“Champagne is a sociable drink”, says actor and musician Jan Josef Liefers. At Ambiente 2015, this actor in a famous German detective series joined internationally renowned illustrator Olaf Hajek to present a sparkling collection of champagne glasses – from which a large chunk of the proceeds goes to the NCL-Stiftung, a foundation for childhood NCL dementia. We asked the actor over a couple of drinks why even his much-loved character in the series Tatort – charmingly kooky medical professor Karl-Friedrich Boerne – can’t resist a glass of fizz.
They are both from Berlin. They’d heard of each other, knew and liked each other’s work, and after all Germany’s capital city is a small world. You can tell that Ritzenhoff’s brand ambassador Jan Josef Liefers and illustrator Olaf Hajek have the right creative chemistry. We met them at their trade fair stand, chatting like old friends. They were laughing and teasing one another. “Your first designs for the glass decoration included wild boar roadkill”, Liefers claims. It was his idea to commission Olaf Hajek for this charity project for the German glass manufacturer. Hajek’s brilliant drawings had already graced the pages of Vogue, The New York Times and Rolling Stone (among others), and featured on stamps for the UK Royal Mail. The spark became a flame, sketches were debated fiercely at face-to-face meetings, and in the end eight champagne flutes were born, with animal motifs: a leopard, an ape, birds and other exotic beasts.
With the eight-piece, white-label special edition of its best-selling ‘Champus’ glass, the traditional Ritzenhoff company is supporting research undertaken by the NCL-Stiftung, a cause that has been close to Jan Josef Liefers’ heart for many years. To date, little research has been undertaken on NCL dementia (Batten disease), the most common form of childhood dementia. The actor explains his engagement with this foundation: “NCL does not lobby, and is not attractive to the pharmaceuticals industry because it affects relatively few people, but the children and families who are affected suffer greatly.”
Olaf Hajek’s work typically features almost surreal arrangements, drawn from a diverse range of different cultures. His flowery style, which the artist himself calls ‘the imperfection of beauty’, has been honed during his many travels. Some of his work is reminiscent of old botanical and zoological reference books, some uses lovingly crafted fairytale imagery. We find it enchanting without any trace of kitsch. Hajek’s fairytale flora and fauna are also currently causing a stir on wallpaper and on high-end fragrance packaging.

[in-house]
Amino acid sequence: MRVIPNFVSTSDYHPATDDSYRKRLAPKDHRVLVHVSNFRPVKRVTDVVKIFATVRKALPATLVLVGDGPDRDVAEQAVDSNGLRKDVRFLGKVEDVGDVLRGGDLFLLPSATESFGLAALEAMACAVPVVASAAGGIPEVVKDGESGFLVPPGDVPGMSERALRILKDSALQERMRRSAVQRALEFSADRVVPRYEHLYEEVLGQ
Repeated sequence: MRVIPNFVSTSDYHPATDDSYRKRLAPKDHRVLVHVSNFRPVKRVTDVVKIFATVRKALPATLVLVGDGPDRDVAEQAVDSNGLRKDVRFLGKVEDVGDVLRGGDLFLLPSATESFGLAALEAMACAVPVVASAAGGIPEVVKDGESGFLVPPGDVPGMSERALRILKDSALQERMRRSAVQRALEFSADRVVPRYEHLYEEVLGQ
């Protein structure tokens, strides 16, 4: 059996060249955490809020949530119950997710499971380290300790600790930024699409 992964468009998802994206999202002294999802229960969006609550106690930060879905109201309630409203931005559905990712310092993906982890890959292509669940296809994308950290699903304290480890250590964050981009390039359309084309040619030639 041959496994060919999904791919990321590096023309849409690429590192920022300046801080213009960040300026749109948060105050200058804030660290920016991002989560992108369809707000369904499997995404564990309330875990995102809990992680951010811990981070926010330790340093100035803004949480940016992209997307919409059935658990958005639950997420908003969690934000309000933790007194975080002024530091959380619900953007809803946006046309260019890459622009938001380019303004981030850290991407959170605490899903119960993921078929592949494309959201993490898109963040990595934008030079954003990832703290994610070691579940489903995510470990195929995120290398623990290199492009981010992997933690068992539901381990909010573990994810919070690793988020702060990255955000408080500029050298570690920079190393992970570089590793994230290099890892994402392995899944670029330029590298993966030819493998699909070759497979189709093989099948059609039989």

“Doesn’t the leopard look as if it’s fallen into the glass?”, jokes Jan Josef Liefers, then enthuses: “I like the light, floating feeling. The drawings fit in with the typical upbeat champagne feel. They’re also evocative of paradise.” Liefers likes to drink champagne with his wife, fellow actor and musician Anna Loos, “whenever we fancy staying up all night, since I won’t be able to sleep even after a single glass – champers makes me very bubbly and alert.” Liefers does point out that there’s no reason you shouldn’t simply drink water from these fine glasses: “Where does luxury begin and end? That’s for us to decide for ourselves. If I’ve got a fine glass in my hand, I feel as if it’s downtime, with no deadlines. I can let go a little.” Olaf Hajek’s glasses might suit the local speciality – cider. Liefers may have been born further to the east in Dresden, but he’s a big fan of this cult beverage. “Whenever I’m in Frankfurt for a concert, I feel like I could happily dive into a barrel of it, it’s so good!” This time there’s another good reason to be here: he’s at Ambiente to support the NCL-Stiftung. “Otherwise you’re more likely to find me at motorbike trade fairs”.
These two Berlin boys make a really strong team. They work together in harmony, unlike the on-screen partnership Jan Josef Liefers has in the detective series Tatort. Liefers has been playing articulate forensic scientist Boerne in the series for nearly 15 years. Boerne is painfully arrogant and always wants to have the last word. Jan Josef Liefers explains his psyche: “Boerne is a red wine drinker. He’s lonely and has no-one to talk to. Perhaps one day he’ll meet a lady who’s intelligent and well-read enough to meet his exacting standards. Or to drink champagne with him – which would be a new experience. He’d need her to introduce him to sensual pleasures.” The actor laughs: “Oops, that sounds a bit like a personal ad for Boerne”. On the plus side, Boerne would certainly find caring for his new Ritzenhoff glasses straightforward, since they’re dishwasher safe.